Arthur J. Villasanta – Fourth Estate Contributor
Buenos Aires, Argentina (4E) – Amateur Argentinian astronomer Victor Buso has become the first person to record the rare first light from a newly exploding pre-supernova.
The light from the pre-supernova located in the spiral galaxy NGC 613 in the constellation Sculptor took some 40 million light years to reach Earth. Buso, 58, first spotted the explosion designated SN 2016gkg on Sept. 20, 2016 using a high-powered telescope mounted above his home.
A locksmith by profession, Buso was able to spot a tiny bright speck that wasn’t there previously, and the speck was getting brighter. He recorded the surprising behavior of the star after seeing the tiny blip eventually blossomed into a supernova.
Scientists said the odds of stumbling upon a pre-supernova event such as this is about 1 in 10 million, and it’s never been recorded before in the history of astronomy.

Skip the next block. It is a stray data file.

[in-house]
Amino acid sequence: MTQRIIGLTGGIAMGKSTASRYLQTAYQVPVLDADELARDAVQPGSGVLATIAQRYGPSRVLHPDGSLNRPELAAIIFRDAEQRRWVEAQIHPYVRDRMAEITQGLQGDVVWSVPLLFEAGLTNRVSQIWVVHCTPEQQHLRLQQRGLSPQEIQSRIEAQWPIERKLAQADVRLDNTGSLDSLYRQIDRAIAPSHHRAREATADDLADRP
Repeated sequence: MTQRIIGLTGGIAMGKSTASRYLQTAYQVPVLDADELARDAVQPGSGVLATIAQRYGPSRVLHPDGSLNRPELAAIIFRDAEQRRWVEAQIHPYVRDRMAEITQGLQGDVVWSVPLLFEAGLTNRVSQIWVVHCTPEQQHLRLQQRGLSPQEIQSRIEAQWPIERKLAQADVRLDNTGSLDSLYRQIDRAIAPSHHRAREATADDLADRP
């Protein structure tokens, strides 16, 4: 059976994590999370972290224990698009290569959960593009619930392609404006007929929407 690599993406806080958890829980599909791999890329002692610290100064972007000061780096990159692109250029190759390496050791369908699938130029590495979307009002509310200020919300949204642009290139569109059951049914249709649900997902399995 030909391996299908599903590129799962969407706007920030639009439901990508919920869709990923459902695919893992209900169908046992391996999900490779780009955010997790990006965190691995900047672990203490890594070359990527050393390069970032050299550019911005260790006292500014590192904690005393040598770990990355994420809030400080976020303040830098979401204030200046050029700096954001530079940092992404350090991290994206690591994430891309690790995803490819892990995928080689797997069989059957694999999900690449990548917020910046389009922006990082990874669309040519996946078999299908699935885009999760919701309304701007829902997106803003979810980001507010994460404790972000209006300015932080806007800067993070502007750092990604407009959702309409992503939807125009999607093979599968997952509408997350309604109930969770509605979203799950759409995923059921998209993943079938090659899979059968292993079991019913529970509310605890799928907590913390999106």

“Professional astronomers have long been searching for such an event,” said astronomer Alex Filippenko of the University of California Berkeley.”Observations of stars in the first moments they begin exploding provide information that cannot be directly obtained in any other way.”
Other astronomers then began to record their own observations. Assisted by Buso’s incredibly early sighting, they were able to determine what kind of star had created the supernova. They believe the star was a supergiant some 20 times the mass of our own sun.
Researchers were also able to create computer models to simulate how the spectacular event unfolded. The research was published in the multidisciplinary scientific journal, Nature.
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